By Montana Grant

Posted: August 5, 2023

If Montana Schools teach hunting, archery, or classes that involve firearms, they will be denied federal funds. These federal funds are earmarked to make schools better. They are also being used to leverage states from supporting hunting and promoting gun/ weapon sales. “It is illegal to provide any person with a dangerous weapon or training to use a dangerous weapon.” The bill came into effect on June 25, 2022, and we are just hearing about it now.

This cultural and political war against guns and hunting is missing the target. It is also targeting states where hunting and firearms are a normal part of society. Legal carrying of firearms is needed to protect against dangerous wildlife while afield. Grizzly bears, snakes, and varmints can become a threat afield. These mostly Republican states also have less crime than states where guns, weapons, and ignorance to this culture are more common.

They define a dangerous weapon as a “weapon, anything that can be used as a weapon, device, instrument, material, substance, that can cause injury or bodily damage.” They do allow a pocketknife with a blade shorter than 2 ½ inches. I assume that any schools that teach air guns and Olympic sport biathlon and small caliber marksmanship competition are also violators.

This general and vague definition means that schools, using education that relates to their “weapons” definition, will not receive funding. If we look at each subject in schools, every school will not get these funds.

Science   chemicals, cutting tools, explosives…

Physical Education    Baseball bats, racquets, thrown objects…

Other current subjects also use sharp tools, objects, and devices that can cause injury. Drivers’ education classes teach how to operate motor vehicles, which injure and kill hundreds of thousands of people a year.

School is supposed to be where you go to learn how to learn. Reading, math, observing, problem solving, communication, self-discipline, etc. The subjects are where students apply what they learned.

Math   Accuracy, measuring.

History    Facts, legacy, legends, stories

Science     Problem solving, observation, data, accuracy.

Art    Expression, creativity

                English    Communication, culture, linguistics

                Phys Education    Physical wellness, health, sport, safety

There is no place in our schools, and our already full curriculums, for political and non-supportive agendas. As a lifelong public school Science educator, I taught Hunting, wildlife management, conservation, and used hunting and fishing as a positive platform to inform about wildlife management, watershed health, and gun safety. Our field trips took us to gun ranges, fishing holes, parks, hatcheries, and outdoor recreation locations. We processed, cooked, ate, and celebrated these outdoor honored traditions and legacies. No students were ever injured or harmed. As a Scoutmaster, I also taught weapons safety and outdoor education.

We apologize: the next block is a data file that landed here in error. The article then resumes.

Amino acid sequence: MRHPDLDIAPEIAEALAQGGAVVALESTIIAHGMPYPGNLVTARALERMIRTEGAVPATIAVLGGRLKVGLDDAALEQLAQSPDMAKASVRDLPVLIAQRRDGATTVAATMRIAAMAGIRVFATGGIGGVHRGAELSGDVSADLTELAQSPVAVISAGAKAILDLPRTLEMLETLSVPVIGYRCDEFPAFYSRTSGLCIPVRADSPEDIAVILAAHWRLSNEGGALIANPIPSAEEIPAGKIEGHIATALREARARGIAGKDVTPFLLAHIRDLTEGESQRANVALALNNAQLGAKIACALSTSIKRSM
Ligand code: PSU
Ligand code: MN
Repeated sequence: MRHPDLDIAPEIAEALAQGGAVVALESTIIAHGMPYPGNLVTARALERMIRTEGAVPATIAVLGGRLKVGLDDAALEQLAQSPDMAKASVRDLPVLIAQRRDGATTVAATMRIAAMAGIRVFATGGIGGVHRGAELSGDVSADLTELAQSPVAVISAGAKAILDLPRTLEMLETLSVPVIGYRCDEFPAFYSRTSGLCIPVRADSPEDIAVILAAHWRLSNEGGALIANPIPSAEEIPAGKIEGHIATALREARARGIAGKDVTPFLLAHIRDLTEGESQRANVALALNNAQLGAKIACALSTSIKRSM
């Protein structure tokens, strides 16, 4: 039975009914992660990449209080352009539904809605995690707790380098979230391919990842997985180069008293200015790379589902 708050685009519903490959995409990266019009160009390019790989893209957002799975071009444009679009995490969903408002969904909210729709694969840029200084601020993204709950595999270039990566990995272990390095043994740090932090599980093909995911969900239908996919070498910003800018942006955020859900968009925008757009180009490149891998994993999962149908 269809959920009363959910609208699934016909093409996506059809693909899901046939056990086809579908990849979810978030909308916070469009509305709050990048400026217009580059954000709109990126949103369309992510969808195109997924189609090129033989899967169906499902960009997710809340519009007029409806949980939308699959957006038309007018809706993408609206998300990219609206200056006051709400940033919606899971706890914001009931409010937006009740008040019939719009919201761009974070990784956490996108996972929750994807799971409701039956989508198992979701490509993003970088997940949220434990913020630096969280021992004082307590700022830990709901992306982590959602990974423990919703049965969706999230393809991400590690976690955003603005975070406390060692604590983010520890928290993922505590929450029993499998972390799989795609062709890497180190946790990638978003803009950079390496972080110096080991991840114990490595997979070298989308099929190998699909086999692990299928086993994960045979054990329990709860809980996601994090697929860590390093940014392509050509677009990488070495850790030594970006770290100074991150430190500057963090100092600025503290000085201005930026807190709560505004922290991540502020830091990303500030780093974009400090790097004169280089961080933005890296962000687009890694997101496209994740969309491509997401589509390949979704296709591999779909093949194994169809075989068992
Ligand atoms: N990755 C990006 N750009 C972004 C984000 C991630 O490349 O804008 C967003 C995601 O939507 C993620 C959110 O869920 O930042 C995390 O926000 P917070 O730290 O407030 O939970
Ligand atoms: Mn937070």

Hunting and fishing are the perfect platforms to teach what parents want and students need. They all begin with safety. Whether it is a gun, axe, knife, bat, shovel, or tool, safety comes first. Swim classes also keep kids safe around water. Outdoor education is full of dangers and risks. That’s why we teach how to be safe outdoors when using potential weapons, canoes, kayaks, motor vehicles, etc. Just because you do not teach safety does not mean danger will go away. These are the exact things we need to teach.

Hunting and Fishing means rules, regulations, weapon safety, planning, preparation, patience, self-discipline, mentoring, conservation, behaviors, and making good choices. Without these components you catch no fish, tag no critters, starve, and will not celebrate and protect the outdoors that we all love. These same life skills help us survive everyday activities.

Hunters and fishermen are the reason why we have public lands that can be used by all. The taxes on licenses, gear, tags, boating registrations, weapons taxes, and camping fees support managing wildlife/fisheries/waters/ open spaces. Discouraging legal and responsible public outdoor sport and recreation takes away the money needed to support these areas. No other public group does more for the environment than outdoor sporting, hunting, and fishing programs.

The Pittman Robinson Act, and Dingell Johnson Act, are laws that tax all gear and equipment, and weapons used for hunting and fishing. The funds are then distributed back to the states based on hunting and fishing license sales. If more hunting and fishing licenses are sold, that state will get more money. Discouraging hunting and fishing education means less money. This new federal law does exactly that.

Hunting and fishing are also gender friendly sports. Girls and boys can be equally successful. Firearms safety supports our right to bear arms and protect our property, family, nation, and personal safety. These sports help us make safer and better choices. Taking hunting education, archery, and outdoor sports out of our schools is a bad choice.

These sports lead to healthy and fun hobbies, sport, competition, and security. Teaching hunting, fishing, and the outdoors invites students to a welcome part of this honored tradition that needs to be shared with future generations.

Contact your public officials and politicians to not punish states that enjoy, educate, and celebrate their public Open Spaces.

Hunt and fish more!

Montana Grant

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